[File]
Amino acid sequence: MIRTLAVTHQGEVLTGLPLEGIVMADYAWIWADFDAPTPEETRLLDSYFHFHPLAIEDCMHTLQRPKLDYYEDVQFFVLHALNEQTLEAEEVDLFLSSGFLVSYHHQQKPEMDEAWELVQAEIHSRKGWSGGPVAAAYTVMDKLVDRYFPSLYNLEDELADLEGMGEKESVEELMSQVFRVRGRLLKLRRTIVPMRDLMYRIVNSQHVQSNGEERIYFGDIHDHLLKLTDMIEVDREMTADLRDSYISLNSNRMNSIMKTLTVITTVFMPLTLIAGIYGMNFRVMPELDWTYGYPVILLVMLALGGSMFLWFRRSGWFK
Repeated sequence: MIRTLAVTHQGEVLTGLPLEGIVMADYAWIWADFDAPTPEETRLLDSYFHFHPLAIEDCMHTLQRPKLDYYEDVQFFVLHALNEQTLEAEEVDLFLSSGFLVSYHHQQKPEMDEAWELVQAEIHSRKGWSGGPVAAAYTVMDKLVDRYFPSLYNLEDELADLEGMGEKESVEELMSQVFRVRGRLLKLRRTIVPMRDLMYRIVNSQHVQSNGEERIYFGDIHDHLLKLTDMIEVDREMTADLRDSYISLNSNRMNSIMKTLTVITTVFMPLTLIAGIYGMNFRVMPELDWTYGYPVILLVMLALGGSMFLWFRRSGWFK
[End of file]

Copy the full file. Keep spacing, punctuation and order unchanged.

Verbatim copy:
Amino acid sequence: MIRTLAVTHQGEVLTGLPLEGIVMADYAWIWADFDAPTPEETRLLDSYFHFHPLAIEDCMHTLQRPKLDYYEDVQFFVLHALNEQTLEAEEVDLFLSSGFLVSYHHQQKPEMDEAWELVQAEIHSRKGWSGGPVAAAYTVMDKLVDRYFPSLYNLEDELADLEGMGEKESVEELMSQVFRVRGRLLKLRRTIVPMRDLMYRIVNSQHVQSNGEERIYFGDIHDHLLKLTDMIEVDREMTADLRDSYISLNSNRMNSIMKTLTVITTVFMPLTLIAGIYGMNFRVMPELDWTYGYPVILLVMLALGGSMFLWFRRSGWFK
Repeated sequence: MIRTLAVTHQGEVLTGLPLEGIVMADYAWIWADFDAPTPEETRLLDSYFHFHPLAIEDCMHTLQRPKLDYYEDVQFFVLHALNEQTLEAEEVDLFLSSGFLVSYHHQQKPEMDEAWELVQAEIHSRKGWSGGPVAAAYTVMDKLVDRYFPSLYNLEDELADLEGMGEKESVEELMSQVFRVRGRLLKLRRTIVPMRDLMYRIVNSQHVQSNGEERIYFGDIHDHLLKLTDMIEVDREMTADLRDSYISLNSNRMNSIMKTLTVITTVFMPLTLIAGIYGMNFRVMPELDWTYGYPVILLVMLALGGSMFLWFRRSGWFK